Burners are important. Most of us use gas forges at least part time. I dont see how there can be too much discussion of this topic. My gas forges have improved significantly in the last few weeks in large part because of this thread.

My goal is to find a design that is excellent (doesnt have to be optimal), can be made cheaply and easily in a blacksmith shop (no machinist work) and whose tuning is not critical (will work well over a wide range of adjustments). We are very lucky to have someone with an understanding of fluid dynamics take an interest in this topic. It certainly is a cut above our usual babble :)

adam - Wednesday, 12/11/02 00:43:32 GMT

Babble? BABBLE?? Hmmph! Well! All right for you then!! (grin)

All kidding aside, while dissertations on serious subjects are always welcome here, this forum is a tad less formal than the guru's den. Part of that is because I'm a slightly less formal kind of guy, (read slightly more full of bull) than the guru, and I kinda keep an eyeball on this forum for Jock. But it was also intended to be less formal from the opening of anvilfire.
Paw Paw - Wednesday, 12/11/02 03:02:18 GMT

Burners: OK then. Grin. Babble on I will as I make mistakes, reinvent the wheels that Ron Reil, Larry Zoeller and others have made, or learn something. I hope you all know that I am NOT making any calculations. Yet. This is play time for me.

Steve A. the orifice holder I used in the sidearm is a 1/8" schedule 80 pipe nipple that I drilled and tapped for the 1/4-28 (fine) threads that the Hobart and Miller mig tips have. The plug is drilled 13/32 or 27/64 depending on how smooth the nipples are, and two set screws go in the plug flats 90 degrees apart. So you can loosen the set screws that hold the nipple and either rotate it or slide it in and out. Yes, I did try different locations for tuning. There seems a pretty wide range of acceptable in/out with the burner in still air. My goal to reduce excess air might tighten that up a bit. I'll let you know.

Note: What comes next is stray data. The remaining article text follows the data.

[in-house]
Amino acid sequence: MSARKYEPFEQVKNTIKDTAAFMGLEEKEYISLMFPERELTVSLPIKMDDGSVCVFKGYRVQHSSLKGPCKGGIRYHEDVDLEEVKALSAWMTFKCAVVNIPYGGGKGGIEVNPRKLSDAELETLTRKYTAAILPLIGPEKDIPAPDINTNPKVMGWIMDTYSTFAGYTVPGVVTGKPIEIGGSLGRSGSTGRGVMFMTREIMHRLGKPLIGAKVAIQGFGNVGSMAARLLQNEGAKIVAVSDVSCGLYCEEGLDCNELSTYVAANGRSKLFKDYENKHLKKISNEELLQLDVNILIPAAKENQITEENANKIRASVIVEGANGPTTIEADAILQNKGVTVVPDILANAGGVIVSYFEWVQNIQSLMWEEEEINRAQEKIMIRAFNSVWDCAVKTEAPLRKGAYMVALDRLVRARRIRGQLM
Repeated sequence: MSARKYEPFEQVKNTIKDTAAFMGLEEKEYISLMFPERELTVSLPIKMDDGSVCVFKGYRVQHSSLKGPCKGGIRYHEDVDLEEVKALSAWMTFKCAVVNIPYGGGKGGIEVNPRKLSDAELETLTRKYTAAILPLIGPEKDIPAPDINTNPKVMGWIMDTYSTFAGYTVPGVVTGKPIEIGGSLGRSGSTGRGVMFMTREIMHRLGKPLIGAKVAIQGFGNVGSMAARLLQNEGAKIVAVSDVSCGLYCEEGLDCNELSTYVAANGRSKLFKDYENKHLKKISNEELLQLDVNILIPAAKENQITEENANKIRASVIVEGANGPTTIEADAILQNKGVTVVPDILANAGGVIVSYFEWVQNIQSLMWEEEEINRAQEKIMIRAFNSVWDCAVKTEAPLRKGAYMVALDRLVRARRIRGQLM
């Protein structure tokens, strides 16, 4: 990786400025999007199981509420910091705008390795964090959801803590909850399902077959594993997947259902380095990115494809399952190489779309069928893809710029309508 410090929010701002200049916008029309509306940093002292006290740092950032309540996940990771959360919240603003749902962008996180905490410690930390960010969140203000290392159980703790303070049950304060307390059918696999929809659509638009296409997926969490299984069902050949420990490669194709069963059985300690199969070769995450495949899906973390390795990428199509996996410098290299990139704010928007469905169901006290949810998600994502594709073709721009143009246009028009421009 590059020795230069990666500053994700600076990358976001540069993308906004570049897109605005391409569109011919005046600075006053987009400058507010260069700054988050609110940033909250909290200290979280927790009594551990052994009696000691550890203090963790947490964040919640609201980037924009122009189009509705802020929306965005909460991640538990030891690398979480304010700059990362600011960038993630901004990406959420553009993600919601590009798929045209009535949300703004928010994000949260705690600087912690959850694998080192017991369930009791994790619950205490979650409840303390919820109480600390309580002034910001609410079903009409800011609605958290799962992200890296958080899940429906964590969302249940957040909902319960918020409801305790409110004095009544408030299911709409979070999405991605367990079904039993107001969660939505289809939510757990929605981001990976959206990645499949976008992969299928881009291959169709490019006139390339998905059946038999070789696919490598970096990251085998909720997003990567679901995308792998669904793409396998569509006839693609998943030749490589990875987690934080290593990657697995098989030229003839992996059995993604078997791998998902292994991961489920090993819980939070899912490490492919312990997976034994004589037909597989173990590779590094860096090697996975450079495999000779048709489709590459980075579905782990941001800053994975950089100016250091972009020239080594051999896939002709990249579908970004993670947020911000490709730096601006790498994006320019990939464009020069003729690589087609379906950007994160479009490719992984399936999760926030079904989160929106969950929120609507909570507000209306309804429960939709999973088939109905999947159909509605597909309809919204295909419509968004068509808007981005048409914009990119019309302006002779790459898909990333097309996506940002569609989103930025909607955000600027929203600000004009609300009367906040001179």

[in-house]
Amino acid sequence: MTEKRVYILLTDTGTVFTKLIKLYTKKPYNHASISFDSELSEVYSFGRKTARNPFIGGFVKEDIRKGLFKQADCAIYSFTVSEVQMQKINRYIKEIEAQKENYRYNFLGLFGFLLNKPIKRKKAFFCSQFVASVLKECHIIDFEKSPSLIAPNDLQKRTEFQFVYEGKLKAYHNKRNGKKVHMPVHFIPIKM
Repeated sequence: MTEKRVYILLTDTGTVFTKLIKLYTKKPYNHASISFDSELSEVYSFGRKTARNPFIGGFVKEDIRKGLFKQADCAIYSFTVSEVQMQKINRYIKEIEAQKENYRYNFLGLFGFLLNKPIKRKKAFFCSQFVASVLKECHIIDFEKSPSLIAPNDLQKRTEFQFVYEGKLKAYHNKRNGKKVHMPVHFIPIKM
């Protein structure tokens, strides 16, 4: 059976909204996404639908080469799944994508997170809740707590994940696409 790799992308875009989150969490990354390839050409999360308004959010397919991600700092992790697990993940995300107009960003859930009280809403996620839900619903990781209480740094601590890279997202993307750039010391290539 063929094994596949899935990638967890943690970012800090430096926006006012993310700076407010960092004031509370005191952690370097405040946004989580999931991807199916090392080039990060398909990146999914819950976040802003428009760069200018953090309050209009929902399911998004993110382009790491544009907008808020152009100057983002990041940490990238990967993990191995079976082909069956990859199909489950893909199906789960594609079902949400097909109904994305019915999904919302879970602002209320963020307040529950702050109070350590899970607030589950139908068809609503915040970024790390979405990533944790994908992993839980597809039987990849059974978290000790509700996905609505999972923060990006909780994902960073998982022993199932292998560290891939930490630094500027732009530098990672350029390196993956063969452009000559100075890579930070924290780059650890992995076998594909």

Excess air equals flexibility to some degree. Can't and don't want to completely eliminate excess air, just want to minimize it for the hottest flame that will do the most work. I intend to play as I go, but eventually I'd like a pourous wall cylindrical forge where the wall of the forge IS the burner. The entire cylindrical wall of the forge would be one flame. Not nearly as safe as the usual designs, but it would sure heat iron! grin. That kind of catalyzed combustion yields a higher flame temp. Some muffle kilns were built that way, but the pourous flame holder was nothing more than fire brick rubble. We'll see where we go.

I think the real key for alingnment of the mig tip is to do the plug drilling with the burner assembled reasonably tight. You can line up the burner tube by using a big drill bit in the drill press. Then screw on the tee and screw the plug in for drilling without moving the location of the burner tube. Drilling without a drill press will probably mean having to bend the nipple or the mig tip. I couldn't do it to my satisfaction without the drill press.

None of the construction details were my idea. All from Larry Zoeller or Ron's site. Except the venturi and orifice plate. I didn't get those from anyone. Or the ball valve choke. Or the sliding flat plate choke on the sidearm. Others probably did them, but I am not aware.